About us

Since its formation, CRAG’s main objective has been to promote the development of an integrated transport strategy for the Edinburgh travel to work area. To achieve this, we have organised several campaigns to highlight the lack of a ‘master plan’ for the area and the imbalance between the huge sums spent on road building compared to other transport modes. Documents relating to some of these campaigns can be found in the Publications section.

Significant achievements have been:

  • The 1999 launch at the Scottish Parliament of our Capital Rail proposals for an integrated transport system for the area
  • Our 2001 “audacious” bid for £250 million from the Scottish Executive Public Transport Fund for five rail developments – “Five rail developments for the price of 5 miles of motorway”
  • The production, in collaboration with other sustainable transport groups in the area, of the Transforming Edinburgh leaflet (early 2003)
  • The launch of new proposals for reopening the Edinburgh South Suburban Railway: Crossrail 2 (August 2003)
  • We have campaigned consistently from 2003 onwards in support of Edinburgh Trams by providing constructive responses to consultations and co-ordinating support from other business and environmental groups.
  • In 2011 we launched a campaign for the reopening of Abbeyhill Station linked to the EGIP programme of work.
  • In 2014 we gave our support the Transform Scotland’s “Inter-City Express” campaign, which is calling for the upgrade of the east coats city links from the Central Belt to Perth, Inverness and Aberdeen to 21st century standards.

The Inter-City Express programme would transform rail travel, bringing all seven of Scotland’s cities closer together – with a safe, civilised and sustainable mode of transport. The key features of the programme are to:

  • Extend to Perth the recently implemented electrification to Dunblane as part of a plan to double and electrify the largely single track railway between Perth and Inverness – transforming the latter’s capacity to handle increased passenger and freight services.
  • Reduce journey times from Inverness, Aberdeen and Dundee to the Central Belt through electrification and extensive doubling of the network.
  • Further improve the still largely single track rail line from Aberdeen to Inverness, bringing it into the 21st Century.
  • Build and electrify a new direct rail link from Perth to Edinburgh, slashing up to 35 minutes off journey times from Inverness and Perth to Edinburgh.
  • Create a new Inter-City rail hub at Perth station – the catalyst for transport connectivity and urban regeneration.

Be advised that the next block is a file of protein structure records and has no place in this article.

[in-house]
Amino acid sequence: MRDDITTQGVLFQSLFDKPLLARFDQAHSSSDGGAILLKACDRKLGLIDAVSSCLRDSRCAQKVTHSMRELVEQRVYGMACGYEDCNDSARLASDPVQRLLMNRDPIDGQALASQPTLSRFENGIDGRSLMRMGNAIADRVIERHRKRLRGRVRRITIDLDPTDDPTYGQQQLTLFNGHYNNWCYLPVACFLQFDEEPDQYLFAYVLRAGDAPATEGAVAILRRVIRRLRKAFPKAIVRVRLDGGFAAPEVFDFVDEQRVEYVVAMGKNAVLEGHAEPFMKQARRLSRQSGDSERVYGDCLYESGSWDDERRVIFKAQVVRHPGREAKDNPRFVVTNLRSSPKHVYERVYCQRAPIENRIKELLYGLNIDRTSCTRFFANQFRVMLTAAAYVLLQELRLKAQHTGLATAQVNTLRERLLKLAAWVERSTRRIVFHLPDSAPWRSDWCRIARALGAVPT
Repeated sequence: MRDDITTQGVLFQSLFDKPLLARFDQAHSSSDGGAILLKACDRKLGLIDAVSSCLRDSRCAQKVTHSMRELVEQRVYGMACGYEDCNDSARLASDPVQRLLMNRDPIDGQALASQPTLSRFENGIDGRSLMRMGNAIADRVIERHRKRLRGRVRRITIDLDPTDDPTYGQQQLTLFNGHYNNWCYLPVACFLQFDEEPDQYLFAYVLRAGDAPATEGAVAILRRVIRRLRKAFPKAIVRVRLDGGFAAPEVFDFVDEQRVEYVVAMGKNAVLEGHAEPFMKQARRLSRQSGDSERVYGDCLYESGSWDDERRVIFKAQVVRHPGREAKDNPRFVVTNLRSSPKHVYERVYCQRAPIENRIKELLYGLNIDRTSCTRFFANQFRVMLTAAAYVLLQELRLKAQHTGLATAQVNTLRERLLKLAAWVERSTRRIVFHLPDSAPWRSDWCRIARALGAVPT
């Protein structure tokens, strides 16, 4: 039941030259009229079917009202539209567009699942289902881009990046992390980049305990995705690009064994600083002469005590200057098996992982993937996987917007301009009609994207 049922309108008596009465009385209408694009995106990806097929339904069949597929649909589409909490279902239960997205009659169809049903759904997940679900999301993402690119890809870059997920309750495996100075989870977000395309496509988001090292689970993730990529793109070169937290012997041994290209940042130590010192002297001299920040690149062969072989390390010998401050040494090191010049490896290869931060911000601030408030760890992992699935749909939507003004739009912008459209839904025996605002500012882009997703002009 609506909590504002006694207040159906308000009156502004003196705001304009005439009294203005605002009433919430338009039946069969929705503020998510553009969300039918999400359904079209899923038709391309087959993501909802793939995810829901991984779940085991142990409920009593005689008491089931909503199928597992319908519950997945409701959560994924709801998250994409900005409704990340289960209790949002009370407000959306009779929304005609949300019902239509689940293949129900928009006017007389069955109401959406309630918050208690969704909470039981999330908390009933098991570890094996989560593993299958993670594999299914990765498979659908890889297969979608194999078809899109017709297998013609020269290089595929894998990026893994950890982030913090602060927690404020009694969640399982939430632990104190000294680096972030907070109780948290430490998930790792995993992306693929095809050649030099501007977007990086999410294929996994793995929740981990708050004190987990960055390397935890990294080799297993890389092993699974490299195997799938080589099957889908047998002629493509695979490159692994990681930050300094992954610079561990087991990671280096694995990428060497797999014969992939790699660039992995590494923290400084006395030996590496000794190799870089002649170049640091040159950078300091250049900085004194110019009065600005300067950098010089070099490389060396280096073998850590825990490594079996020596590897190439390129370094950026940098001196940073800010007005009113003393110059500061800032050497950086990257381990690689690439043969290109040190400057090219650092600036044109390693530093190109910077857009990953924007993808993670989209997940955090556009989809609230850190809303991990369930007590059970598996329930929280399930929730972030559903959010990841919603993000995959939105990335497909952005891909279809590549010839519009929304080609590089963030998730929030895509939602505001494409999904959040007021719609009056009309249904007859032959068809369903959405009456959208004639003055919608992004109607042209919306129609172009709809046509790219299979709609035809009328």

What have we achieved?

Prior to 1999, there was a distinct lack of a transport vision within the City of Edinburgh Council and all the ideas for rail and tram developments were coming from pressure groups like CRAG. The landscape has transformed, with the City of Edinburgh Council now committed to a visionary transport strategy that is helping to green the city.

One of CRAG’s early campaigns in 2003 was for Edinburgh Crossrail, originally envisaged as providing travel opportunities through the city centre between the east of the capital and the growing business and residential developments in the west. A re-opened South Suburban Railway would provide similar east-west linkage – but through the busy south side of the city. New stations were eventually opened at Brunstane and Newcraighall. These openings established two train paths per hour on the ECML and paved the way for the highly successful Borders Railway now running to Tweedbank near Melrose, and hopefully to Hawick and beyond in the near future. In the absence of Brunstane and Newcraighall, a key first part of the Borders Railway, it is possible that the Borders Railway would never have got off the ground.

Edinburgh in 2024 now has trams that run from Edinburgh Airport to Newhaven on the Firth of Forth. The trams have been hugely popular ever since they opened and plans are now underway for an extension from Granton and through the city centre to the Royal Infirmary in the south-east of the city. The tram project is the most significant enhancement in public transport infrastructure for decades.

Can CRAG claim any credit? – well perhaps not all but we may have helped shape the new thinking on the transport policy front.

CRAG continues to believe that the South Suburban Railway can make a positive contribution to greening the city and to improving public transport options – particularly if operated by tram-trains.

We also believe that a re-opened station in Portobello linked to the South Suburban Railway, the Borders Railway and to stations on and off the East Coast Main Line such as those to North Berwick and Dunbar as well as to the city centre and the west of the city would transform public transport provision for this vibrant east Edinburgh seaside community.

Re-opening the safeguarded Abbeyhill loop line would give much needed increased rail capacity east of Waverley and consideration should be given to re-opening Abbeyhill station, in particular to serve the many folk in the new housing between London Road and Easter Road stadium. Re-doubling the Calton tunnels, especially the north tunnel, should also be regarded as a priority in restoring rail capacity in Scotland’s capital city.

How can YOU help?

Why not become a member of CRAG and participate by coming along to our meetings and contributing to ensuring that Edinburgh gets better and more sustainable transport suited to a capital city.